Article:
The SipUri class uses the RFC 3261 standard to build or parse the URI. The class supports processing of GRUU URIs as well. There are numerous properties and methods which are self-explanatory. This memory consumption of an instance of this class can be significantly more than that of RealTimeAddress and hence this class is not recommended for storing large number of URI instances. This class is primarily intended for “parse and forget” scenarios.

This class provides two static methods for comparison, to enable equality checks with or without case-sensitive comparison of the user parts.

The SipUriParser class provides properties and methods to access data contained in SIP URIs.

Constructing a SIP URI

The following example constructs a SIP URI using the constructor on the SipUriParser class.

SipUriParser p = new SipUriParser(";maddr=");

Parsing Components

In the following example, the Host, HostAndPort, Port, User, and UserAtHost properties on the SipUriParser instance are used to extract the similarly named components of the URI specified in the SipUriParser constructor.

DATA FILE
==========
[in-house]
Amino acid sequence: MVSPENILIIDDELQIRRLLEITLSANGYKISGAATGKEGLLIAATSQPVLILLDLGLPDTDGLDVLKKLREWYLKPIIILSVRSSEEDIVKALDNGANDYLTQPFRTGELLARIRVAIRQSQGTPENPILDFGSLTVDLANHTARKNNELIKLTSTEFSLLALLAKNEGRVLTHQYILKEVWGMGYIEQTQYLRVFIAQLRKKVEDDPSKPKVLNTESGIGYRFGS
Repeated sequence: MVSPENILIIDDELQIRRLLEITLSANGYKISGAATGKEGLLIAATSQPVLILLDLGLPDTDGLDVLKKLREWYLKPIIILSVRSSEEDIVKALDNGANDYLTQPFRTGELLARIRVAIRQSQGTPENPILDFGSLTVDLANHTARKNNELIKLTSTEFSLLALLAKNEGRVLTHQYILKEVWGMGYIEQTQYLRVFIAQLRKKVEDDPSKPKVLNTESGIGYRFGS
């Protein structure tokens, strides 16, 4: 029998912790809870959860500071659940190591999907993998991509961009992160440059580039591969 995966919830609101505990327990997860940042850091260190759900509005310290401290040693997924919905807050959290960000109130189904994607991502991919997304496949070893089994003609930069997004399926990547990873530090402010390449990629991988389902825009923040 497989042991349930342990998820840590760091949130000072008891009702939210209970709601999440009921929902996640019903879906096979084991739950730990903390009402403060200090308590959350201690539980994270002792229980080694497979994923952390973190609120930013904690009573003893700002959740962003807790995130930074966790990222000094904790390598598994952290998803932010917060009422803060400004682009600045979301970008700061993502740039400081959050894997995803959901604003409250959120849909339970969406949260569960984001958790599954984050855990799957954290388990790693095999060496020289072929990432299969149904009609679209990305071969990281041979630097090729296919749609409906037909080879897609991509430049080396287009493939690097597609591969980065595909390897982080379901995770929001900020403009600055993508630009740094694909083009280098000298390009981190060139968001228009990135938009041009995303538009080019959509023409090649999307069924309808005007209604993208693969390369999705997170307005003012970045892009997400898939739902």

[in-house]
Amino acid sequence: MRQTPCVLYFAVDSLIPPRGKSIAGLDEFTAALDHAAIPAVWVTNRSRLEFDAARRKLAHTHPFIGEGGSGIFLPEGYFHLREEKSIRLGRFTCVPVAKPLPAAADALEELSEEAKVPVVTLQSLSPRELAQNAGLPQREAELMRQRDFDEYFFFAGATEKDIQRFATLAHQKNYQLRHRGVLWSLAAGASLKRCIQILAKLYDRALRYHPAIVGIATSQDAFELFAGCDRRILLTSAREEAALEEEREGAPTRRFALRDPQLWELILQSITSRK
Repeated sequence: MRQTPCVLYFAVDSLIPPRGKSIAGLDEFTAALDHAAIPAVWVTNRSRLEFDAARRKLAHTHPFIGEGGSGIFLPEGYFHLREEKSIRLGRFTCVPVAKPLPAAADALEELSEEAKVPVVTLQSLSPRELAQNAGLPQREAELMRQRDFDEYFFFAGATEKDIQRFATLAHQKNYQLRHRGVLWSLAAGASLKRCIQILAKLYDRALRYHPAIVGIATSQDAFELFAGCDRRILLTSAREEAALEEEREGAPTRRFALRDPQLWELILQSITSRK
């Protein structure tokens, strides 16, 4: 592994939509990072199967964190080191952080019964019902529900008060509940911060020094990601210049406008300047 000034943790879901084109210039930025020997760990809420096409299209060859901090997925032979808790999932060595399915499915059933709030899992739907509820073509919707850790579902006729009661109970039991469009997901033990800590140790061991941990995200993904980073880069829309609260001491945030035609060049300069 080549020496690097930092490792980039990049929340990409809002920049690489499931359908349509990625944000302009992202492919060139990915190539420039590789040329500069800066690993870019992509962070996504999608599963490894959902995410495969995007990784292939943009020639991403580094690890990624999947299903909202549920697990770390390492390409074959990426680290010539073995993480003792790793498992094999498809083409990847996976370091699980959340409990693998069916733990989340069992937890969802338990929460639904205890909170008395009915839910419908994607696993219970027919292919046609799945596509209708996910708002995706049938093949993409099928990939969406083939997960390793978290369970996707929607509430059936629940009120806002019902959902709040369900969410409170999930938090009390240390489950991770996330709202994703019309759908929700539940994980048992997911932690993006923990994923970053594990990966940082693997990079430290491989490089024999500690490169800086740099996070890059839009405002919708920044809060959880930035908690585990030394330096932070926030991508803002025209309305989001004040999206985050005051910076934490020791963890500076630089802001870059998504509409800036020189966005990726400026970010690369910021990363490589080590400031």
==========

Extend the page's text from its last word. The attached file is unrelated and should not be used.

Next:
SipUriParser p = new SipUriParser("");
string uriHost = p.Host;
string uriHostAndPort = p.HostAndPort;
int uriPort = p.Port;
string uriUser = p.User;
string uriUserAtHost = p.UserAtHost;

Parsing Parameters

The following example uses the FindParameter(String) method to access the maddr parameter value in the specified URI.

SipUriParser p = new SipUriParser(";maddr=");
SipUriParameter param = p.FindParameter("maddr");

Parsing Headers

The following example uses the FindHeader(String) method to access the Replaces header in the specified URI.

SipUriParser p = new SipUriParser(";maddr=");
SignalingHeader header = p.FindHeader("replaces");